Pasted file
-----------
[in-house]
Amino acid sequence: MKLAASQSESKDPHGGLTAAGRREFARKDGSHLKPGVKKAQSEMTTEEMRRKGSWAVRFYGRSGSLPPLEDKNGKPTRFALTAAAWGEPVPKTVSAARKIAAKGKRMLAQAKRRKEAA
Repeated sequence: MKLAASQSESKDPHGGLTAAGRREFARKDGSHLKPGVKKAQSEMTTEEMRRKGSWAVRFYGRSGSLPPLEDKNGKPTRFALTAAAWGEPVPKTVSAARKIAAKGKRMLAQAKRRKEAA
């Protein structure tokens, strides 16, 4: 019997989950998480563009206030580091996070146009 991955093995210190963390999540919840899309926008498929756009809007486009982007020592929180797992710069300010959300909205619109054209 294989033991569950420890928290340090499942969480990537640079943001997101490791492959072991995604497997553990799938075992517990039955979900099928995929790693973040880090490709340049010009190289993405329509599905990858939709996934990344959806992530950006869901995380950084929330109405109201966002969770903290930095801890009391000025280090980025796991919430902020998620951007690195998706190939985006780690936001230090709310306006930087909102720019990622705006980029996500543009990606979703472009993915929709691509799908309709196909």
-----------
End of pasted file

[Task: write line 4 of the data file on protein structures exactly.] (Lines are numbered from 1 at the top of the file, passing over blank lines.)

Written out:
């Protein structure tokens, strides 16, 4: 019997989950998480563009206030580091996070146009 991955093995210190963390999540919840899309926008498929756009809007486009982007020592929180797992710069300010959300909205619109054209 294989033991569950420890928290340090499942969480990537640079943001997101490791492959072991995604497997553990799938075992517990039955979900099928995929790693973040880090490709340049010009190289993405329509599905990858939709996934990344959806992530950006869901995380950084929330109405109201966002969770903290930095801890009391000025280090980025796991919430902020998620951007690195998706190939985006780690936001230090709310306006930087909102720019990622705006980029996500543009990606979703472009993915929709691509799908309709196909």